AllWorldCards Releases 1,000,000 Cards
On May 31, 2021, a spokesperson for AllWorldCards published their first post on the cybercrime forum XSS announcing that they are open for business. Similar to the shops that have preceded them, AllWorldCards advertised shop links on deep web and Tor domains, a presence on cybercrime forums, and an accessible customer support email. Further, they have taken a cue from the major ransomware collectives, Lockbit and REvil, and sponsored an article competition on XSS dubbed “XSS Hot Summer.” The competition is looking for thought leadership from the best and brightest of the cybercrime underground.
Following the planned shutdown of Joker’s Stash in February 2021, formerly the largest card shop by volume and quality, many shops have been vying for the top spot. This includes established shops like Brian’s Club, Ferum, and Yale Lodge, and newer entrants like Trump’s Dumps. AllWorldCards is one of many shops tracked by Flashpoint. Like any online business, legitimate or otherwise, AllWorldCards is flexing the bargaining power of its suppliers through new offerings … notably freebies.
On August 2, 2021, the spokesperson of AllWorldCards announced the release of 1,000,000 credit cards for free. The data contained in these records included full credit card numbers, expiration dates, CVVs, and in some cases other PII (Country, State, City, Address, Zip Code, Email, Phone). According to their spokesperson, only about 20% of the cards that were provided are valid. Many shops provide online checkers that enable prospective buyers to verify the validity of the card data. AllWorldCards uses the following 4check and GoldCheck to check validity. AllWorldCards further stated that the data is from pre-pandemic 2018-2019. The origin of the breach, however, is unknown.
Catch and Release?
Card shops typically announce new offerings of credit cards stolen through physical transactions at point-of-sale terminals, and skimmed through compromised e-Commerce shops. The card data differs in the information that is collected, and how that stolen data is monetized. Typically physical card data is encoded onto blank credit cards and used in card-present transactions. The skimmed card data is used for online, card-not-present transactions. Several factors play a role in the price data, including the validity, date of compromise, geography, card type, and available balance. So why release it for free?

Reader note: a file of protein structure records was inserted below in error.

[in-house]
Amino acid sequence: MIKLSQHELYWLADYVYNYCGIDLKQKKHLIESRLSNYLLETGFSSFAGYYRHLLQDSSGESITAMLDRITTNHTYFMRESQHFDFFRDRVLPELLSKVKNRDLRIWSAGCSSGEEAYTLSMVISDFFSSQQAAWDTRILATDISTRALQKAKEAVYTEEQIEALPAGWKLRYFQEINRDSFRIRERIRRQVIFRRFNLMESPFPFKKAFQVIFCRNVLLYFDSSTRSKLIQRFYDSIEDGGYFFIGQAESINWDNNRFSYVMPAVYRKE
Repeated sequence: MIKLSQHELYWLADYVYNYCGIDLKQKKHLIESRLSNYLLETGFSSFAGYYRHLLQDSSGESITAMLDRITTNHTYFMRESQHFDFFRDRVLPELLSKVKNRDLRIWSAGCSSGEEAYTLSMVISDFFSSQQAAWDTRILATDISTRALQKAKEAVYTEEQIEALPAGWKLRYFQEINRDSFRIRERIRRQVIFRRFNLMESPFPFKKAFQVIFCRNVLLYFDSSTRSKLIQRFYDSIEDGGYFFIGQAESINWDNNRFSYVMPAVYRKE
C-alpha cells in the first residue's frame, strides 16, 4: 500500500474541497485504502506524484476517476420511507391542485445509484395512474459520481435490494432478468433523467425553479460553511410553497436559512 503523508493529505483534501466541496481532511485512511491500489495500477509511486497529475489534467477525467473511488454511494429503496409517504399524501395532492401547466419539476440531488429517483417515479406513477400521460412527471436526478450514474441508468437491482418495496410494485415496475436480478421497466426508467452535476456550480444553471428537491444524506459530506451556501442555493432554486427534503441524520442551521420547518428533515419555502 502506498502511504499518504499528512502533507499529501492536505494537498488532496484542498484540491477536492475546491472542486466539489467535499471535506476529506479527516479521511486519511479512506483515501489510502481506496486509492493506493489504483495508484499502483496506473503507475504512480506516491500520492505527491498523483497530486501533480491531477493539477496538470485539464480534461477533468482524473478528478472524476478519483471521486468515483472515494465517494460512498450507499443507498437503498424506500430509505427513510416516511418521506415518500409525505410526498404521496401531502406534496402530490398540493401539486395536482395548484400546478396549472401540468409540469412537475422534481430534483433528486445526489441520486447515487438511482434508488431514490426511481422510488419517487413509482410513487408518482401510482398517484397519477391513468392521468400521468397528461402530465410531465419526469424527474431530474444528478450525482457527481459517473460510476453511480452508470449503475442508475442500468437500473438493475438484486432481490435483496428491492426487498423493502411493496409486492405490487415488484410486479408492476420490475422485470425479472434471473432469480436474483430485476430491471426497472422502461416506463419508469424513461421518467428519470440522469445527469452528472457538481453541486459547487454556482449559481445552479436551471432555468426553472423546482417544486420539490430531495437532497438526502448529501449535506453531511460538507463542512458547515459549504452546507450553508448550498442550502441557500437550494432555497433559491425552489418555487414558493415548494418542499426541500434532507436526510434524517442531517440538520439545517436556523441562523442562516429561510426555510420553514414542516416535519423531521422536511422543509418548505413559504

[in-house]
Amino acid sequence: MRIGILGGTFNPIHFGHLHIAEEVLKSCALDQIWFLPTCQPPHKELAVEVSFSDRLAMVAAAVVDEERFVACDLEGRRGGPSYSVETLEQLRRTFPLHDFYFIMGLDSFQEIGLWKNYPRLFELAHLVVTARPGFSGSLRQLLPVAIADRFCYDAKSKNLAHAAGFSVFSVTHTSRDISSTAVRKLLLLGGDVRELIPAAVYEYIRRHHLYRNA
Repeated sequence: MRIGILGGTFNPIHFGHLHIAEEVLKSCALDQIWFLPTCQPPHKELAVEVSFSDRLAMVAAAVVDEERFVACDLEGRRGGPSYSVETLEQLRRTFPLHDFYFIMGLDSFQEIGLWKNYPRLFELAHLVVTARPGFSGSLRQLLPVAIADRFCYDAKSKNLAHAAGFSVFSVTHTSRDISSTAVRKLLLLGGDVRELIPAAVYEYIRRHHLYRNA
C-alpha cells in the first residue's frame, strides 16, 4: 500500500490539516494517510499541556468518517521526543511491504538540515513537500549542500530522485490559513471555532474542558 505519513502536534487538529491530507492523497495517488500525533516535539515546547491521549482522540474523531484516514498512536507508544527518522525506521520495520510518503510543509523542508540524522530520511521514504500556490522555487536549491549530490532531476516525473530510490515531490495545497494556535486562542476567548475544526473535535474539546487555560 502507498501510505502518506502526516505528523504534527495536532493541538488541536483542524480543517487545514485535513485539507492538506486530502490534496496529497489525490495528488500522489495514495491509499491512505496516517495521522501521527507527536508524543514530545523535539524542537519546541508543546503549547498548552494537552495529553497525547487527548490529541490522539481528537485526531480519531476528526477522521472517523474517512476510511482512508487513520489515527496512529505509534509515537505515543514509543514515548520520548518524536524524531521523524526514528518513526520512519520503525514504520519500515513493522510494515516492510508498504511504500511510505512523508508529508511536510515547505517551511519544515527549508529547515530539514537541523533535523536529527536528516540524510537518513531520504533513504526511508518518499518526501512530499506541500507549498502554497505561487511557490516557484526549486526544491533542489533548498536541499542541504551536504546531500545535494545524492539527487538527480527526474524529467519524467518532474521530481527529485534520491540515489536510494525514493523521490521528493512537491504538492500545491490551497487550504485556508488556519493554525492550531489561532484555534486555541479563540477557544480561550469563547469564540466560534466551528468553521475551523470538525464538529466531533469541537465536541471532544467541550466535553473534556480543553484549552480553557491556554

As previously mentioned, the breach date of the card data indicates that it may be difficult to sell within the shop. Further, the validity of the card data will likely indicate a low sale price. The release of 1M credit cards is likely an instance of guerilla marketing in an effort to attract new customers, and suppliers. This is further evidenced from public messaging on the Jabber server.
AllWorldsCards releases information via Exploit’s Jabber server, though they don’t appear to maintain a presence on that forum. Card shop administrators have historically relied on their connections to identify suppliers, or utilized direct messages on forums. AllWorldsCards unconventional advertisements on forums as well as the Jabber server of a top-tier forum Exploit, singles them out as a very open and ambitious shop, who are not looking to sell cards but are also interested in supporting the cybercrime community. This is also underscored by their sponsorship of the article competitions on XSS.
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